There’s nothing like a good habit keep your life in order. We need them to keep our brains from thinking too much. The less time we spend actively thinking, the more energy your brain has to focus on everything else. Picture your morning habits such as brushing your teeth or making your bed. If you had to analyse and process each and every individual task, you would need a nap before lunch. So when it comes to saving money-saving habits, why not make it a habit too?
Below is a diagram of the habit cycle – how it can be applied to your personal finances and how you can trick your mind into turning a habit into a money-saving technique.
Lesson 1: Habits work in 3-step loops
To start, much of this logic comes from the book The Power of Habit by Charles Duhigg, a highly recommended book that focuses on habits and routines. This article will apply those rules to saving money. We first look at what is a habit and how they are formed. Namely, a habit comes in the following 3-step loop:
A common guilty habit. Image via The Power of Habit.
In the above example, your habit will always start off with a cue.
Sometimes, it is very noticeable, such as your phone vibrating notifying that you have a message. Other times it can be less subtle, such moments after a stressful situation. These cues are the trigger for everything that is to follow. They can be easily avoided, such as muting your phone, but it is not always that easy. This is because of a craving, something you need to satisfy.
The routine comes next, aka the mistress in this love triangle. It’s generally the “doing” part of the habit. In the above example, it is the action of you checking your messages. Once the cue is triggered, your routine has to be completed in order to satisfy the craving. Often, routines can be great, such as running after work to feel better and ultimately get into shape.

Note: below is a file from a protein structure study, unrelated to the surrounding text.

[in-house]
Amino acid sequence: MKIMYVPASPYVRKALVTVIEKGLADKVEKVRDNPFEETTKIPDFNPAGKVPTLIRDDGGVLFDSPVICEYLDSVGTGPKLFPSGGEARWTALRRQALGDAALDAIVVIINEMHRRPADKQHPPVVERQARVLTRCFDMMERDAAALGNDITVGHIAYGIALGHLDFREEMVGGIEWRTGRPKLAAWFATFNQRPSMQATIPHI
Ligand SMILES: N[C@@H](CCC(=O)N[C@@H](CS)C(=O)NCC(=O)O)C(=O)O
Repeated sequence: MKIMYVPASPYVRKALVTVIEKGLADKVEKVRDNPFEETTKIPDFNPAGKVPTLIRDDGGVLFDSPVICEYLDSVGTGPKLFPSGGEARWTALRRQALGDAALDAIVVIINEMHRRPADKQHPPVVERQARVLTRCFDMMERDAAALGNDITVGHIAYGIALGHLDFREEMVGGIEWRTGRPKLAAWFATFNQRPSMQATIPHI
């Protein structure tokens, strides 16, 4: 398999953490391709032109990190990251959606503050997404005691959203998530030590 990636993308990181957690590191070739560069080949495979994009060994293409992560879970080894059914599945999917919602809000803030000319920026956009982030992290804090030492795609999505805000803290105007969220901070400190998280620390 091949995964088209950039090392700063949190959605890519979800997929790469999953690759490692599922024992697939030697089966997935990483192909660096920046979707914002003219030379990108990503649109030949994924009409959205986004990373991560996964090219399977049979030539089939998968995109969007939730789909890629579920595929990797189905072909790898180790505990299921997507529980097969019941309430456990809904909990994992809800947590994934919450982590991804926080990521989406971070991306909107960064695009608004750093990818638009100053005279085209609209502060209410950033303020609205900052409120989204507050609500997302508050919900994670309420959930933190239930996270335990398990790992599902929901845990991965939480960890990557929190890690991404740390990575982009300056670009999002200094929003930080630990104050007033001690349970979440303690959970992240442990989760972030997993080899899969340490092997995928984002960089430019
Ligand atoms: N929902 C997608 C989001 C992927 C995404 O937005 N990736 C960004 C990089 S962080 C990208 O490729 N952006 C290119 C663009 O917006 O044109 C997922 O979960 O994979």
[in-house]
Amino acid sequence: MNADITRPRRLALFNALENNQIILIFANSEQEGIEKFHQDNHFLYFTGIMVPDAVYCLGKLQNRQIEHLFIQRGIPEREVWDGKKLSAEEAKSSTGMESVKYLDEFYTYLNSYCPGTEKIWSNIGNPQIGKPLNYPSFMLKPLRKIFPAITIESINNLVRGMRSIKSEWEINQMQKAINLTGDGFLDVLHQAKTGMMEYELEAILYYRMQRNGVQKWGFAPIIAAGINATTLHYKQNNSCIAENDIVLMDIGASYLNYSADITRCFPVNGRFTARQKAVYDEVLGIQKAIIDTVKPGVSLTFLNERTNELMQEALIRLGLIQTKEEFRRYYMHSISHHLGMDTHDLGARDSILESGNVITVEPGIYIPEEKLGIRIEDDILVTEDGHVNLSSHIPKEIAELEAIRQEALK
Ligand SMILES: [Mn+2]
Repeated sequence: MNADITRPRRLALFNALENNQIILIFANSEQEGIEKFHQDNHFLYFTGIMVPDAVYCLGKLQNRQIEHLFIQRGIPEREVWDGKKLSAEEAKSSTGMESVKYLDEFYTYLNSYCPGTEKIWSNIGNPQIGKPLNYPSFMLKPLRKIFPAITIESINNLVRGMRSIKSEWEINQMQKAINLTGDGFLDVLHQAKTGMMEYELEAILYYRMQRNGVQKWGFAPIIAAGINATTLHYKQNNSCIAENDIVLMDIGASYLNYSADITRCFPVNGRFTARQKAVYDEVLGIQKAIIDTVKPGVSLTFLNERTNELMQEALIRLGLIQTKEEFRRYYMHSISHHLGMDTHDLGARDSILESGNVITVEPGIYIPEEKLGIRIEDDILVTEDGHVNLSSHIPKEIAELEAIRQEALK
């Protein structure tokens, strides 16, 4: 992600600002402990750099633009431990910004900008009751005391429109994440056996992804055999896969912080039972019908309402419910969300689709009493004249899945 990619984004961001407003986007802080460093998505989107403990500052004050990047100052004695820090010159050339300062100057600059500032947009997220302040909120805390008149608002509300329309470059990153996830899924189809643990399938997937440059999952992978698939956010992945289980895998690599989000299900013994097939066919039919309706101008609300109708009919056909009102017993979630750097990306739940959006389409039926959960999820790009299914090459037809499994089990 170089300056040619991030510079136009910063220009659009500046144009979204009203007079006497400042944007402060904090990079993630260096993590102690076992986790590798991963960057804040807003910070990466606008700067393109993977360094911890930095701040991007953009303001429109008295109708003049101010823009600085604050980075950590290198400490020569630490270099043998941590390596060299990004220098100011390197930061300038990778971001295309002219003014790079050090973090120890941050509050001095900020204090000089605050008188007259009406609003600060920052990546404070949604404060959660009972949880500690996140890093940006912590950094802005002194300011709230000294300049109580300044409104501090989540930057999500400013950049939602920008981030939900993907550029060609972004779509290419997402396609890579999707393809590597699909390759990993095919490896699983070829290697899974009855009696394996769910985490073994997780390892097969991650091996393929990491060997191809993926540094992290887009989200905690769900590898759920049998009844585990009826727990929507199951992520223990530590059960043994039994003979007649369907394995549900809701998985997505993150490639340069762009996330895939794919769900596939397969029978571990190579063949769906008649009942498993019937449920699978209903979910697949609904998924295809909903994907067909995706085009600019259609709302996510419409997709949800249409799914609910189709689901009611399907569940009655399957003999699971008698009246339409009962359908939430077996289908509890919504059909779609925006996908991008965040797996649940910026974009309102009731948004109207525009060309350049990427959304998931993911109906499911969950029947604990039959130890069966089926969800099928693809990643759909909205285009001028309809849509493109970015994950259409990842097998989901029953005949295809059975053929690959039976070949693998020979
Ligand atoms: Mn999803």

However, we often find negative routines to make ourselves feel better.
For example, ordering KFC after a hard day of work as a sense of accomplishment. You see, the reward can often be the same, but it is your routine that will need to change.
You need to replace the routine of handling your finances in order to change your habit.
This all leads to the reward. In the example, it is laughing at a good joke that someone sent you. Much like a gambling addiction, we have a craving that isn’t met until this reward has been achieved. Keeping in mind, this isn’t always something obvious. With gambling, it might not be the reward of winning a few thousand at Emporers Palace, but it rather the escapism. The whole trip, being away from everything, just being able to forget your work. That is usually the true reward. Our rewards are often intended to be good, however, it is the middle, the routine that needs to change.
Doing this loop over and over again creates a habit. Whether it is making a cup of coffee, driving to work or getting ready for bed. These are all habits that consist of these 3 steps.
Lesson 2: You can change your habits by substituting just one part of the loop, the routine
“Most people spend some money, pay their bills and save what’s left”